It’s fairly well publicized that fierce competition exists between online casinos and their web sites. But a new battle is heating up the competition among the casino players, and the choice of software suppliers determines which side the players fall on. We’re talking about the rivalry between the progressive jackpots of Microgaming and CryptoLogic.
The online progressive game phenomenon began in April 1999 when Microgaming introduced CashSplash, the first progressive online slot machine. The $1 slot game was tied to multiple Microgaming licensees, providing a faster growing jackpot and a larger base from which to draw players.
The bid paid off and within a year, millions of dollars had been paid out to hundreds of players. A couple of years later, Microgaming introduced the JackpotMadness portal to facilitate marketing the suite of progressive games that had been introduced since the popularity of CashSplash became apparent.
Meanwhile, Microgaming’s challenger, CryptoLogic had quietly been rolling out its own collection of progressive online games. And not to be outdone, the JackpotMania portal site was launched, again to facilitate the marketing of progressive games.
The information provided at each site is laid out similarly, but the inherent qualities of Microgaming and CryptoLogic incur most players to side with one or the other, which is probably what has sparked the battle to attract players. After all, size matters when you’re talking about progressive jackpots.
One glaring difference between the offerings can be found in the number of pooled Judi Bola Online casinos that participate in each software supplier’s progressives. Seventy participating casino sites carry one or more of Microgaming’s progressive games. This creates a very large player base, which in turn creates very large jackpots in a short amount of time.
On the other side of the fence is CryptoLogic, which has 12 casinos pooling players and jackpots. One way that Crypto makes up for the difference is by offering jackpots with higher base amounts; two of them start at $100,000.
Both portal sites offer automatic e-mail notifications of jackpots over a specified amount, supposedly so that you will play after the jackpot has reached a certain plateau. And, both portals offer information on winners and the ever-important jackpot size of each game with real-time counters. Microgaming goes one up on Crypto by adding testimonials from winners, but surely this will be an addition to Crypto’s site before too long.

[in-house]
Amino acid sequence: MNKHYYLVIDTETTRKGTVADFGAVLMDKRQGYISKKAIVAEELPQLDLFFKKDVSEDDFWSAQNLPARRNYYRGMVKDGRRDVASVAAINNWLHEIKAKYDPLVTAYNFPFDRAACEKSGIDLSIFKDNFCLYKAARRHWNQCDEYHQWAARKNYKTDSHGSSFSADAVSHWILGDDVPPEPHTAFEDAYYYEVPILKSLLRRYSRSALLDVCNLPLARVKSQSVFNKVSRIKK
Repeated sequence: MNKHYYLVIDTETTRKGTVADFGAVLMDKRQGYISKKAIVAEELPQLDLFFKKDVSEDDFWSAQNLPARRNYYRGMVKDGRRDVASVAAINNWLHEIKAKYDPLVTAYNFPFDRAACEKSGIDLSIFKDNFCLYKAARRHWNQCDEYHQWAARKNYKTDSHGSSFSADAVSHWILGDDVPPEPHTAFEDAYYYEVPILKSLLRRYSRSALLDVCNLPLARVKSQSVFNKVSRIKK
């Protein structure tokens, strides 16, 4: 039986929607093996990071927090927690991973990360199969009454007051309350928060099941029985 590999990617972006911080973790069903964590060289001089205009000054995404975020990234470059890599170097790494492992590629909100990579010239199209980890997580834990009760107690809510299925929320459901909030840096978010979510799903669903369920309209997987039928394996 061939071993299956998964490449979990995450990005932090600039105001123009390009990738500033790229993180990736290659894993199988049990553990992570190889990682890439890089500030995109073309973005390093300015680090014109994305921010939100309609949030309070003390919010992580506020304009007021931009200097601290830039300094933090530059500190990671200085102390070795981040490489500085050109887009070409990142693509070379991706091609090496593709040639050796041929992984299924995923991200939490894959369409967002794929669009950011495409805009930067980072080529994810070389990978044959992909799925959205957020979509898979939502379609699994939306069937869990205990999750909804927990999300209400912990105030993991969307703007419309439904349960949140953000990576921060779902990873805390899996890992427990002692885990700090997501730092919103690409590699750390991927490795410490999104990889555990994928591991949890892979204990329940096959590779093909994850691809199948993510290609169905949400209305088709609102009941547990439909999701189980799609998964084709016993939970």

Another similarity: You won’t find any odds listed for any of the progressive games at either site. This is merely an observation, but even after searching some of the member casino sites, the information on odds was not easy to come by.
The main difference between the two portals isn’t really the sites themselves but how the two companies set up the games. For instance, Crypto really has four progressive games, but two of them have $0.25 and $1 versions, while Microgaming has five distinct progressive games–two $1 games, two $0.50 games and one $0.25 game.
Crypto offers two different progressive poker games (one video poker, the other Caribbean poker) and Microgaming just offers one progressive poker game. The Crypto Caribbean poker progressive game has a $100,000 minimum progressive jackpot and is a multiplayer slot game, but you have to play a bonus $1 wager on each spin to be eligible for that progressive jackpot win. Microgaming has no multiplayer progressive game at this time.
CashSplash is to Microgaming as Rags to Riches is to Cryptologic. These are the big-name slots that are marketed to the gaming public very heavily, both by the software giants and the casino operators themselves. Rags to Riches is a one-wheel, three-coin slot and CashSplash is a three-reel, three-coin slot. Both are $1 games. Rags to Riches has a $100,000 minimum progressive jackpot, but you have to win a bonus spin after you match the three Rags to Riches symbols. CashSplash has no minimum jackpot.
After looking at the record of the game winners, it’s easy to see that for CashSplash at least, it’s not necessary to have a minimum because with so many people playing it, there are multiple winners per day and the average jackpot is around $30,000. With Crypto, however, there are less winners and bigger jackpots. It’s a fairly broad generalization, but that’s how it’s played out thus far in the relatively early life of the competition.
The numbers of total payouts are hard to compare. At the time of this writing, Microgaming had doled out over $30 million in progressive jackpot wins and has paid out nearly $1 million each month for the last six months. JackpotMadness’ pool of winners is more comprehensive than JackpotMania’s. The only payout numbers I could find on the latter’s site were numbers briefly displayed on the home page, which declare “$4.9 billion in payouts.” This information, which can also be found on the “About Us” page, references the total amount processed by Cryptologic, so it’s not the amount paid by progressive jackpots. The listed jackpots add up to roughly $604,000 for 2001.
As more options are available to players, they will become more fickle, which it seems is exactly what the software suppliers are banking on. They’re allowing the licensees to work together and they’re doing a little branding and marketing for them with the portal sites. It’s a win-win situation for the software companies and their licensees. And from the looks of things, it’s a winning situation for a lot of players too. Let’s just hope that the friendly competition makes it better for the players in the long run.
[Marilyn Glazier of Jackpot Madness wrote to tell us that their site is also different because it offers a testimonial page called ‘Clicks to Riches’ that inspires new players. – Ed.]